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HUD Proposes to Require Broadband Infrastructure Installation in Projects to Construct or Substantially Rehabilitate Multifamily Rental Housing
The U.S. Department of Housing and Urban Development (HUD) has published a notice of proposed rulemaking (NPRM) seeking comment on a proposal to require HUD grantees to install broadband infrastructure when undertaking new construction or substantial rehabilitation of multifamily rental housing funded by any of ten HUD programs. Under the proposed rules, HUD grantees could install either fixed or wireless infrastructure, and would be responsible only for in-dwelling infrastructure, not the provision of service or connection to an Internet service provider. This new requirement could present opportunities for partnerships to deploy broadband infrastructure in multifamily dwellings using HUD grant funding. Comments on the NPRM are due on or before July 18, 2016.
The NPRM follows a March 2015 Presidential memorandum issued by President Obama directing agencies to identify and address regulatory barriers to broadband deployment. The memorandum directs agencies to “pay particular attention to increasing broadband access for under-served communities . . . and to exploring opportunities to reduce costs for potential low-income users.” In July 2015, HUD launched its “ConnectHome” initiative designed to bring together Internet service providers, non-profits, and other stakeholders to offer broadband access, technical training, digital literacy programs, and broadband-equipped devices to low-income residents. The NPRM explains that the proposed broadband infrastructure requirement would be a way, “beyond ConnectHome, to narrow the digital divide for the low-income individuals and families serviced by HUD multifamily rental housing programs.”
In the NPRM, HUD proposes to amend regulations governing ten programs to require the installation of broadband infrastructure in multifamily rental housing supported by HUD funding. The requirement would apply only to new construction or substantial rehabilitation projects. Under the proposed rules, “broadband infrastructure” would include cables, fiber optics, wiring, and other permanent infrastructure, including wireless broadband infrastructure. Affected grantees would need to ensure that the broadband connections made available by the infrastructure could achieve speeds determined by the Federal Communications Commission (FCC) to satisfy “advanced telecommunications capability,” which the NPRM notes currently requires speeds of 25 Megabits per second (Mbps) download and 3 Mbps upload.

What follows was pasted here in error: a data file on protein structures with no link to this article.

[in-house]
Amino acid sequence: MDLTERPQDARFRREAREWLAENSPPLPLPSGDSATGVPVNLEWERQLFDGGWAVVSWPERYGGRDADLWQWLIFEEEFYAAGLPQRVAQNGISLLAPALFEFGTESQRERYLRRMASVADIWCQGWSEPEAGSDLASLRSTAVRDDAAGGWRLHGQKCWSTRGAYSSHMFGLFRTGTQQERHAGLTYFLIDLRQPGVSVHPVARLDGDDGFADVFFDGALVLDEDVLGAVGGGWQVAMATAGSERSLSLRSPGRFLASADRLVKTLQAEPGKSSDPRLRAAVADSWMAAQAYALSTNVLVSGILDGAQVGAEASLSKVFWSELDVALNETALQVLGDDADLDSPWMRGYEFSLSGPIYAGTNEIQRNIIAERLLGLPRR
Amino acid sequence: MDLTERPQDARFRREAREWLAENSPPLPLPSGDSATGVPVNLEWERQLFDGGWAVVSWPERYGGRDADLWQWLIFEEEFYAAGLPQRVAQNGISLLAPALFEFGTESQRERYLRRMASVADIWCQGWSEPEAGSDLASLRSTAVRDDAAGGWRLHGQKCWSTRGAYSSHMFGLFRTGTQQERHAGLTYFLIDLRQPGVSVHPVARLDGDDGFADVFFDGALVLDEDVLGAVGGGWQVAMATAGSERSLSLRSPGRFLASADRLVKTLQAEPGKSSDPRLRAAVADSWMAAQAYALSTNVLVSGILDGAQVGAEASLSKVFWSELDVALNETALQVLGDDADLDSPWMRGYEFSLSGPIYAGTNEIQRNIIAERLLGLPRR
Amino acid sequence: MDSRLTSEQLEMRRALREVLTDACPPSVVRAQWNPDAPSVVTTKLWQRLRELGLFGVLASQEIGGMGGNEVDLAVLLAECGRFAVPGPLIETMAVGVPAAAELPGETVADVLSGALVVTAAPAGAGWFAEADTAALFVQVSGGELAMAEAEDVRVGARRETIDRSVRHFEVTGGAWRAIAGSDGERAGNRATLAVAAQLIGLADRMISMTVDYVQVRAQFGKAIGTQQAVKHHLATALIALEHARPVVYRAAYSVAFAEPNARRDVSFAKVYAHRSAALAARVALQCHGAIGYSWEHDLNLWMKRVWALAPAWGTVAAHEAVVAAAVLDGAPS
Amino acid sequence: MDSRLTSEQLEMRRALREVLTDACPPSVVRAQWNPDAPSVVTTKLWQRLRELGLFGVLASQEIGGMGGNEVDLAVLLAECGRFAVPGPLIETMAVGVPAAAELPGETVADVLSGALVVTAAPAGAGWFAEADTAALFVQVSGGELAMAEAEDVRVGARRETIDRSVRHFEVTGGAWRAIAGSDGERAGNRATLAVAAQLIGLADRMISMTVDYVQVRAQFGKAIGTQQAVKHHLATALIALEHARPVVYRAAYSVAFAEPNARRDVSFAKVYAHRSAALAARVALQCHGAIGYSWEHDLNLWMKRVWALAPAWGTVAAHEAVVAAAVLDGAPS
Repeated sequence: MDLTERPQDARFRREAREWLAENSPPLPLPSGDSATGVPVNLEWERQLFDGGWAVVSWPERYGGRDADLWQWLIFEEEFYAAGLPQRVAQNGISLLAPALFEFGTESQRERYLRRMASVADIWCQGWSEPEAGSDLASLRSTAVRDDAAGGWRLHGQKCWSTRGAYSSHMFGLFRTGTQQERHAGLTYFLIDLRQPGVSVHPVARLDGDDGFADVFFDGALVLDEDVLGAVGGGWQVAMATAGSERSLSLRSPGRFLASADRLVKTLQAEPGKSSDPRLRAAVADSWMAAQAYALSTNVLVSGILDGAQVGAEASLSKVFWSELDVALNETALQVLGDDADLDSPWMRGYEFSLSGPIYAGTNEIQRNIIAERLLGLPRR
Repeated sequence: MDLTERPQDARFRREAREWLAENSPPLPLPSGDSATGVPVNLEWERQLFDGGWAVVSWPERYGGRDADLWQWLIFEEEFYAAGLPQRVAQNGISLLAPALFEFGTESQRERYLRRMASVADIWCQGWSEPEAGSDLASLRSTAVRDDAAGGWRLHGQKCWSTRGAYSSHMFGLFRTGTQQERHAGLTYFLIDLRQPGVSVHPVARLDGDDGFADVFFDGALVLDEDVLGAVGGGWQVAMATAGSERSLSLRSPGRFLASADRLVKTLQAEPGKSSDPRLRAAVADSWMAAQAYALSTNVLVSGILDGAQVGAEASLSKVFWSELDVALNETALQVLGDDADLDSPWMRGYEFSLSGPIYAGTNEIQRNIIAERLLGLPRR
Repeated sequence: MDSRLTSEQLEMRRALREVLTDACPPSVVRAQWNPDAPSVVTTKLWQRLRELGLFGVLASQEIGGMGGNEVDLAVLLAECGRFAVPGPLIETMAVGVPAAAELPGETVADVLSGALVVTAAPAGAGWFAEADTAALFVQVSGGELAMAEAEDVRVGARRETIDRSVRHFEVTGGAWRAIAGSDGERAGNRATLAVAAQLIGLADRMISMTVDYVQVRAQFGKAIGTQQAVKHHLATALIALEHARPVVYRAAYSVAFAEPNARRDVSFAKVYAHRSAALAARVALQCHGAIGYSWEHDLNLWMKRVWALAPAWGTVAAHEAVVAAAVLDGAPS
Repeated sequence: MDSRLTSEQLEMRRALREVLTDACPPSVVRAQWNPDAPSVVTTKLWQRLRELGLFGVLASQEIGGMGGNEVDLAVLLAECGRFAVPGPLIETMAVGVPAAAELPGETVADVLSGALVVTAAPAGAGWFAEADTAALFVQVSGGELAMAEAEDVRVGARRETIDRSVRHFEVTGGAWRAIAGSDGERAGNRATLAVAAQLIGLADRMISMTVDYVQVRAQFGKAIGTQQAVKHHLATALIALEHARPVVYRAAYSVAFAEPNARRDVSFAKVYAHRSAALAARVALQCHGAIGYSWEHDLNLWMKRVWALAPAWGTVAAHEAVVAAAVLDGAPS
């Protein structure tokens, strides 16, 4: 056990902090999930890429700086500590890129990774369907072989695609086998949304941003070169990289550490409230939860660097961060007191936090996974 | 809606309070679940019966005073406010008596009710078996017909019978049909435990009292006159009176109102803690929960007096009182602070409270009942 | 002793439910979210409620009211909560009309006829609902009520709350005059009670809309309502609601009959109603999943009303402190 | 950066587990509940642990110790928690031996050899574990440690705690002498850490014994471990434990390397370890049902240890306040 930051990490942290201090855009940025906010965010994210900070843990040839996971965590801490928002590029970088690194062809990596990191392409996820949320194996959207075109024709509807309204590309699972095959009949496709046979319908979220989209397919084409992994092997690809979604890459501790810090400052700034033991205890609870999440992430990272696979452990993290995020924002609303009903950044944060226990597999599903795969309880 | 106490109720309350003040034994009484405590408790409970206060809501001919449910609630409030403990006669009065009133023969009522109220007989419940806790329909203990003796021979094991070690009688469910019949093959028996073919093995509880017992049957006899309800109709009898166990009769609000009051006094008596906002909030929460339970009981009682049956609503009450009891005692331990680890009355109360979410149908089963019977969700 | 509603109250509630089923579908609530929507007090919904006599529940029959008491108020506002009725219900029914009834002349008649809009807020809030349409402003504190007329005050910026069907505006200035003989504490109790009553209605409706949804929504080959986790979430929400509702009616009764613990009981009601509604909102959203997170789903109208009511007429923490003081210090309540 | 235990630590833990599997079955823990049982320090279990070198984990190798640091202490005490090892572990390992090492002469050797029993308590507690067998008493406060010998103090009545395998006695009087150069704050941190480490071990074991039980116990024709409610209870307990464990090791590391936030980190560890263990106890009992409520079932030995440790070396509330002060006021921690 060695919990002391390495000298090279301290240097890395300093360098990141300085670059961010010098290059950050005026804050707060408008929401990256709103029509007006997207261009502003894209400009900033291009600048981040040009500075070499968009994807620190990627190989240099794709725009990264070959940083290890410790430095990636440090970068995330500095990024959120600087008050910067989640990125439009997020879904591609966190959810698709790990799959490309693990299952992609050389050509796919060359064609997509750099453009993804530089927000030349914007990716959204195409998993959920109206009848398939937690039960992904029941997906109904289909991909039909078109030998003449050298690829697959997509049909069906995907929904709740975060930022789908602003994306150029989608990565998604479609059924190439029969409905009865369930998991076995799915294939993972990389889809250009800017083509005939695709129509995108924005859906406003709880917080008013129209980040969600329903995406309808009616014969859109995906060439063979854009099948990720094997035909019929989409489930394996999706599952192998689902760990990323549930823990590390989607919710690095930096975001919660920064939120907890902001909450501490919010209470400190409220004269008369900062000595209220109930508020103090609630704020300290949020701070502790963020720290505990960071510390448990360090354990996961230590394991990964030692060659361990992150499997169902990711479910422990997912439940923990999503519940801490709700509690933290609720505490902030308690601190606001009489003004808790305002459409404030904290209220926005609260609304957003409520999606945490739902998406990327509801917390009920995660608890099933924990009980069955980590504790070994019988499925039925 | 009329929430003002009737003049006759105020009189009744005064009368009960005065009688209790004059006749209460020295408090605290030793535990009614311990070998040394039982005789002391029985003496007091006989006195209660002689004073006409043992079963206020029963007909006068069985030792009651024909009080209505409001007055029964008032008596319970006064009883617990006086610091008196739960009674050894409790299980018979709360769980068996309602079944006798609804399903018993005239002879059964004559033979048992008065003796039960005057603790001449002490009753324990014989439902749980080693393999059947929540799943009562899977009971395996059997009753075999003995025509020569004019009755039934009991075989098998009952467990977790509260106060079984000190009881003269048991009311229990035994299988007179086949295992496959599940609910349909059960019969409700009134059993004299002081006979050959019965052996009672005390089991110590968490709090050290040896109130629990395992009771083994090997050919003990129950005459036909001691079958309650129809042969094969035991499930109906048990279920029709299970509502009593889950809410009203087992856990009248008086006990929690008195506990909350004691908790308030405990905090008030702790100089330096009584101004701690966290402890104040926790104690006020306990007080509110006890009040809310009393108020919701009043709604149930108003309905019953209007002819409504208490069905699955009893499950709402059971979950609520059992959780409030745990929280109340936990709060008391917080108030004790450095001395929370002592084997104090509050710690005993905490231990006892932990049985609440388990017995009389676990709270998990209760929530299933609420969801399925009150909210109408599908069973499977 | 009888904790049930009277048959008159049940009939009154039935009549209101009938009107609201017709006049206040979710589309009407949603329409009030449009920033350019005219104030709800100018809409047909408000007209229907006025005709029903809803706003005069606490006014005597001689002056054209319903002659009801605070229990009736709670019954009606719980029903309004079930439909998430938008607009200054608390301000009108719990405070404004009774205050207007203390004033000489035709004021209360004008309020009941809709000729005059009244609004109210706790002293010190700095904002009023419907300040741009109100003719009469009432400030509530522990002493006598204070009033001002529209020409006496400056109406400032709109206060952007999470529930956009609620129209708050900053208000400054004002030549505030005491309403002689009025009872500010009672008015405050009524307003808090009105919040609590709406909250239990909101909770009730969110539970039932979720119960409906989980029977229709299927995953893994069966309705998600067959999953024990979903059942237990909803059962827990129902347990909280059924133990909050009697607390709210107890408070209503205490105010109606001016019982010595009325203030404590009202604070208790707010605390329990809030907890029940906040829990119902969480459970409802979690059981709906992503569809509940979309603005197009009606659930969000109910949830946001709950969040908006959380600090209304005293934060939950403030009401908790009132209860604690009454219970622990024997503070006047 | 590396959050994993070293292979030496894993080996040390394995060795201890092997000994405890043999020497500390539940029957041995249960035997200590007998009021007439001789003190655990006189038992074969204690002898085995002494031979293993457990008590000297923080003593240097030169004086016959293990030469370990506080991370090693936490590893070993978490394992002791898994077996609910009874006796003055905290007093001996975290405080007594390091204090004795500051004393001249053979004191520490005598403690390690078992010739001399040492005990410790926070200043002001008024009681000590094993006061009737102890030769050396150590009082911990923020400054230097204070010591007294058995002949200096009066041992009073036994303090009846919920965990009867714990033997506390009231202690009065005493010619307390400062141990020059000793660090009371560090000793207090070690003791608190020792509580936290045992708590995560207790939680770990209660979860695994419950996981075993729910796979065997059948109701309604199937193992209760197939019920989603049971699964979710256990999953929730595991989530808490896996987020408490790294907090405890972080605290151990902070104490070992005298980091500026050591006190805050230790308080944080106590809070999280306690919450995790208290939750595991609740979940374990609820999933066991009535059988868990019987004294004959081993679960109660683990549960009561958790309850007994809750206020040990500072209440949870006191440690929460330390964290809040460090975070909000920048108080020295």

The broadband infrastructure installation requirements would be subject to several limitations and exceptions. First, because “other charitable and public social programs, including [ConnectHome], provide free or reduced-cost service,” the NPRM reasons that the role of the broadband infrastructure requirement is to “put broadband Internet service within reach.” Accordingly, the NPRM clarifies that affected grantees would not be required to provide a subscription to broadband service or to ensure that the in-dwelling infrastructure is connected to the network of an Internet service provider. Second, a grantee would not be required to install broadband infrastructure if: (i) installation would be infeasible; or (ii) the cost of installation would result in a fundamental alteration of the grantee’s activities or would present an undue burden. Although affected grantees would be required to install only one form of broadband infrastructure, the NPRM “suggests that grantees consider whether installing more than one form of broadband infrastructure would be beneficial to encourage competition among service providers on quality and price.”
The NPRM seeks comment on several specific aspects of the proposal, including the scope of HUD programs subject to the proposed requirement, the definition of “substantial rehabilitation,” the costs of installing broadband infrastructure, and the proposed exceptions to the requirement. Comments on the NPRM are due by July 18, 2016.